Summary: A study of fruit flies reveals how the insects retain neural circuits for certain motor functions while their edge on other functions declines as a result of aging.
Source: University of Iowa
Biologists at the University of Iowa have pinpointed how fruit flies—no matter their age—maintained neural circuits for certain motor functions, while losing their edge in other performance measures.
The biologists looked at how well individual neurons and neural circuits function as flies age and when they are subjected to stressors such as changes in temperature and an erosion in protective anti-oxidants in their bodies. They identified biomarkers of aging in the electrical performance of specific motor circuits, separating circuits that weakened as flies aged to those that remained the same no matter the fly’s age.
One of the “aging-resilient circuits,” the biologists found, was in the fly’s ability to escape danger (such as a fly swatter).
On the other hand, flies’ muscle activity during flight and the neural circuits recruited during seizures weakened as they got older.
“Our identification of aging ‘landmarks’ in motor circuit function will help future studies in uncovering genetic pathways or environmental factors contributing to healthy aging in the brain as well as age-related neurodegeneration,” says Atulya Iyengar, post-doctoral researcher in the Department of Biology and a researcher with the Iowa Neuroscience Institute.
Distinct aging-vulnerable and -resilient trajectories of specific motor circuit functions in oxidation- and temperature-stressed Drosophila
In Drosophila, molecular pathways affecting longevity have been extensively studied. However, corresponding neurophysiological changes underlying aging-related functional and behavioral deteriorations remain to be fully explored.
We examined different motor circuits in Drosophila across the lifespan and uncovered distinctive age-resilient and age-vulnerable trajectories in their established functional properties. In the giant-fiber (GF) and downstream circuit elements responsible for the jump-and-flight escape reflex, we observed relatively mild deterioration toward the end of lifespan.
In contrast, more substantial age-dependent modifications were seen in the plasticity of GF afferent processing, specifically in use-dependence and habituation properties. In addition, there were profound changes in different afferent circuits that drive flight motoneuron activities, including flight pattern generation and seizure spike discharges evoked by electroconvulsive stimulation. Importantly, in high temperature (HT)-reared flies (29 °C), the general trends in these age-dependent trajectories were largely maintained, albeit over a compressed time scale, lending support for the common practice of HT rearing for expediting Drosophila aging studies.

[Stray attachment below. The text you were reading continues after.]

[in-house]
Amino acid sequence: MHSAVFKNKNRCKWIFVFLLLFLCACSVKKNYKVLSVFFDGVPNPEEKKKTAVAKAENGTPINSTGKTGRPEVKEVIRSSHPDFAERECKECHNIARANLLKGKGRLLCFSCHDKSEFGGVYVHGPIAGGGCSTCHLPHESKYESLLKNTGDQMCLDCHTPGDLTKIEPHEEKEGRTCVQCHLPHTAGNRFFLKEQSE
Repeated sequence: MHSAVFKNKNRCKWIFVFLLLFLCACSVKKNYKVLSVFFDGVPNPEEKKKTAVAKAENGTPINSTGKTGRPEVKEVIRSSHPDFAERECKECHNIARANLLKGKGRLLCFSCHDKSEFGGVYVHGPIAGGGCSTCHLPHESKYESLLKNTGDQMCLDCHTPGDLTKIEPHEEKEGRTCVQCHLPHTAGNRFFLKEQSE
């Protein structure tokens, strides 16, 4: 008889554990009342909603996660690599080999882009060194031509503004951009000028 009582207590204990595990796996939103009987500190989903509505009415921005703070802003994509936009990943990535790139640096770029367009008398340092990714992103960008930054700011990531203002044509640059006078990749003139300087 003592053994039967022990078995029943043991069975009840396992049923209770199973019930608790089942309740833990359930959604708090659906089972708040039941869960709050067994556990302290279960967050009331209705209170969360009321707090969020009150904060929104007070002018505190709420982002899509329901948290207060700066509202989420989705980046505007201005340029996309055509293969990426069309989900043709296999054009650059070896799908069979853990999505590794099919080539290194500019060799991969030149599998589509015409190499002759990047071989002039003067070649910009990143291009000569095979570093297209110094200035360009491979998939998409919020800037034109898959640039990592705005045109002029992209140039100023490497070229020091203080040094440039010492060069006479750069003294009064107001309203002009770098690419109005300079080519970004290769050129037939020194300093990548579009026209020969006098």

We discovered that shortened lifespans in Cu/Zn superoxide dismutase (Sod) mutant flies were accompanied by altered aging trajectories in motor circuit properties distinct from those in HT-reared flies, highlighting differential effects of oxidative vs temperature stressors.
This work helps to identify several age-vulnerable neurophysiological parameters that may serve as quantitative indicators for assessing genetic and environmental influences on aging progression in Drosophila.
Comparisons of the aging trajectories of performance changes of several motor circuits in Drosophila revealed remarkably heterogeneous age-progressions.
We identified “aging-resilient” and “aging-vulnerable” circuits in both normal control and flies with shortened lifespans due to either elevated rearing temperature or oxidative stress.
Motor circuit components including flight motor neuron and the giant-fiber pathway responsible for the escape reflex showed only mild functional decline, whereas distinct trajectories throughout lifespan were seen in the flight pattern generator, interneuron inputs to the giant-fiber system, and circuits generating seizure discharge patterns. Notably, high-temperature rearing generally compressed aging trajectories while Sod mutation-induced oxidative stress led to distinct patterns of motor defects.
Together, these results elucidate potentially salient neurophysiological markers for aging in flies.